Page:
The number of licensed premises in the UK fell 0.9% in the 12 months to June but managed restaurant groups continued to buck the trend, with site numbers up 5.6% year-on-year.
The latest quarterly Market Growth Monitor from AlixPartners and CGA Peach shows all areas of the UK saw a net decline in the number of licensed premises. The number of food-led sites grew in three out of ten regions – Anglia (+0.2%); Central (+0.7%) and Tyne Tees (+1.4%). Drink-led site numbers fell by 1% or more in all regions except Scotland (-0.5%). In London total sites were down 0.5%, food-led venues declined by 0.4% and there was a 1% drop in drink-led establishments.
However, there was a net addition of 284 restaurants over the year, equating to more than five new openings a week.
Peter Martin, vice president of CGA Peach, said: “Small to medium multi-site operators have been particularly active on the openings front, with their dynamism in contrast to more staid, established independent operators, which have seen a decline in numbers. In the Asian arena, Thai brands like Thaikhun and Busaba Eathai and Vietnamese concepts like Pho have drawn trade away from traditional Indian and Chinese establishments.”
The monitor pointed out that the managed branded food pub sector had remained buoyant too, largely driven by the conversion of existing sites to food-focused formats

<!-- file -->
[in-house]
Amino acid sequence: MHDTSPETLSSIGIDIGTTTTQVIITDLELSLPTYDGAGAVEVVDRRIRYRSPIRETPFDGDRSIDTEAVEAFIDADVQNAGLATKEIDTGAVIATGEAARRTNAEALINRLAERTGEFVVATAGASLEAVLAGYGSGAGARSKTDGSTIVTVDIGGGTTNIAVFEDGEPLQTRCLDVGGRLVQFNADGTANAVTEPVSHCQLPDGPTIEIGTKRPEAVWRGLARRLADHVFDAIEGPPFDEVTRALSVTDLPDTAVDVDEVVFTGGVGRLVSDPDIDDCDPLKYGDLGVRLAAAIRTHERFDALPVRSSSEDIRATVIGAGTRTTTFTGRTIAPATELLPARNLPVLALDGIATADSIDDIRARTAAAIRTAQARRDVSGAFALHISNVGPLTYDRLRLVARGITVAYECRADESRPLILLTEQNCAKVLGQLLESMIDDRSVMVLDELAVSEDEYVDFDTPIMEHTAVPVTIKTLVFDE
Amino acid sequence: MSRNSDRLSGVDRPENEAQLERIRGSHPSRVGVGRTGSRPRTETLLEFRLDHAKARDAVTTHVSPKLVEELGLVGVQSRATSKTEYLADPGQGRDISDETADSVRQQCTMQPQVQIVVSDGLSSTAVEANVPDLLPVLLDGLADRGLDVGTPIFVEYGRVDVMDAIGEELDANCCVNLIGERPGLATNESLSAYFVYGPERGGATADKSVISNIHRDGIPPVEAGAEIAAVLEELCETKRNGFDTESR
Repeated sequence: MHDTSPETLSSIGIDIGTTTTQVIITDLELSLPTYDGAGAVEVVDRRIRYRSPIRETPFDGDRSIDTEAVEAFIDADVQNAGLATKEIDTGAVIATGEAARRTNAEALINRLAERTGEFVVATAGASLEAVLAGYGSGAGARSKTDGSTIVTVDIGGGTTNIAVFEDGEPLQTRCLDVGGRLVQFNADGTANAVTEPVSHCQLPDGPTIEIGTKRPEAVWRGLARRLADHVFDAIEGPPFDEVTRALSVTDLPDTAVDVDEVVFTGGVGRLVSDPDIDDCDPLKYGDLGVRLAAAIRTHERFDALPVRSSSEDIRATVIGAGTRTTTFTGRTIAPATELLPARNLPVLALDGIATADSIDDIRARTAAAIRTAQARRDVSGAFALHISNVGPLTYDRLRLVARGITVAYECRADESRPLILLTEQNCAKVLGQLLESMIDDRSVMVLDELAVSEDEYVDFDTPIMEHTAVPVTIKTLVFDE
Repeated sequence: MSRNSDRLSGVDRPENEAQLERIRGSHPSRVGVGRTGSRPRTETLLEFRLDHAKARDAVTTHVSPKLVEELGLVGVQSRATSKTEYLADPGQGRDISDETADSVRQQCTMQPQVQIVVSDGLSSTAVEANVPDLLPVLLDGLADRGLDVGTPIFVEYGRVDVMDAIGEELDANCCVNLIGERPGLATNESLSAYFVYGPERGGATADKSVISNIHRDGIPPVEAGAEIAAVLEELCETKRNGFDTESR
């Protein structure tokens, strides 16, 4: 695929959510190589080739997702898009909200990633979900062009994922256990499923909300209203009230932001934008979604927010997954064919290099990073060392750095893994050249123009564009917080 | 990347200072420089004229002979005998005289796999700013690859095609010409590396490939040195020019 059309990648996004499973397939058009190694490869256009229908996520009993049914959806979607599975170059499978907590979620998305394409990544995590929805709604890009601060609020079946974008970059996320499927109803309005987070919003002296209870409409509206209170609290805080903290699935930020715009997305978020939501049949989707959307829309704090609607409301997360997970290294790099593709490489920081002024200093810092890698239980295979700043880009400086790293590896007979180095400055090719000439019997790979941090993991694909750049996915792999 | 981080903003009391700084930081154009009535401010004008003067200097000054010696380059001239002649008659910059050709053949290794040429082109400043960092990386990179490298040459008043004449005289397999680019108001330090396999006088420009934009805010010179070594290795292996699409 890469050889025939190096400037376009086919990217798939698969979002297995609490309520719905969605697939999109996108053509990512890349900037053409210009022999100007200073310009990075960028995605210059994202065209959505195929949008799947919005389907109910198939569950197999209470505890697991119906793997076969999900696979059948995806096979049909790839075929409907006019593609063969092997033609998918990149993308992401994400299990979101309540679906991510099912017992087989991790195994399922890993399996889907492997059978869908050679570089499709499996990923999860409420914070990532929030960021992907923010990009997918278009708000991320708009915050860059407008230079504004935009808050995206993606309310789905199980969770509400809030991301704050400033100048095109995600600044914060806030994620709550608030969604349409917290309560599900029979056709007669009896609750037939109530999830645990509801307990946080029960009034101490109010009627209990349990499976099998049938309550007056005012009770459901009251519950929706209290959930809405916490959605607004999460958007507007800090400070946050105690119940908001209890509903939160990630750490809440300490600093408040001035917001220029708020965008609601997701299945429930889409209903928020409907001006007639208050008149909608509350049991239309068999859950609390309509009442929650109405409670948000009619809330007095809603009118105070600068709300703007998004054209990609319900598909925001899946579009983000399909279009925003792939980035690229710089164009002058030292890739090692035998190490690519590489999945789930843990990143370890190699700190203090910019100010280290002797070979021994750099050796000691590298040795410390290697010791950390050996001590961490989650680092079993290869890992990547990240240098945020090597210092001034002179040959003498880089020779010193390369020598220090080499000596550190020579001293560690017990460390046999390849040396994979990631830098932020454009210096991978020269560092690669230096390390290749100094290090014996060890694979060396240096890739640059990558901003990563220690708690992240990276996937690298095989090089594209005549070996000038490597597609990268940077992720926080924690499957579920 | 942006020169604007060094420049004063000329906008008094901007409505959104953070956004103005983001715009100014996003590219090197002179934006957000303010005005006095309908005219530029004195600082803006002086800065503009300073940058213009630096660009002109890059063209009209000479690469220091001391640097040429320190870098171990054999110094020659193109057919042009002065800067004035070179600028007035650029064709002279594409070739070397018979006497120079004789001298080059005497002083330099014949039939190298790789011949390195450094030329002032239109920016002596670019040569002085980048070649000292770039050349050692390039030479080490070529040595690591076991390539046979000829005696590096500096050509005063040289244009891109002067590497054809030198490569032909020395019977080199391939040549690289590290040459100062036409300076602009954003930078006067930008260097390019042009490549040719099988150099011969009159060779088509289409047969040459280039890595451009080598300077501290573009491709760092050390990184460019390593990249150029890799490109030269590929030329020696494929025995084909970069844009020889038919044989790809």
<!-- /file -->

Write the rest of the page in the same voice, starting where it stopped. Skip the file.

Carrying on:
Overall, numbers of food-led pubs grew 2% to just under 10,500 in the year to June – with managed pub groups, and in particular branded concepts, leading the way with an 8.7% expansion in the last 12 months alone
Drink-led venue numbers fell by 1.6% in the year to June with the country’s overall supply of food-led licensed premises falling by 0.3%, due largely to a fall in numbers of independent single-site businesses.
“All eyes are on the licensed property market to track the restaurant and bar industry’s reaction to Brexit,” said Paul Hemming , managing director at AlixPartners. “While the numbers revealed in this latest edition of Market Growth Monitor capture site movements in the months up to the historic vote, everyone is waiting to get an understanding of the real impact of Brexit before recommitting to their rollout programmes.
“Trading immediately post Brexit appeared robust but competition remains intense. and the market will continue to monitor closely developments in consumer leisure spending. However, for operators the most pressing impact comes from the fall in the value of Sterling. Many menu items are imported, either from Europe or beyond and the Pound’s devaluation is likely to result in cost increases of the order of 15%, which will need to be built into site economics.
“Operators already absorbing the National Living Wage will inevitably take the opportunity to re-evaluate their plans. While many will remain committed to ambitious expansion programmes in the medium and longer term, everyone will be more cautious when evaluating new sites and current property deals. The Monitor had already seen a slowdown in the pace of new openings and Brexit uncertainty is likely to continue this trend.”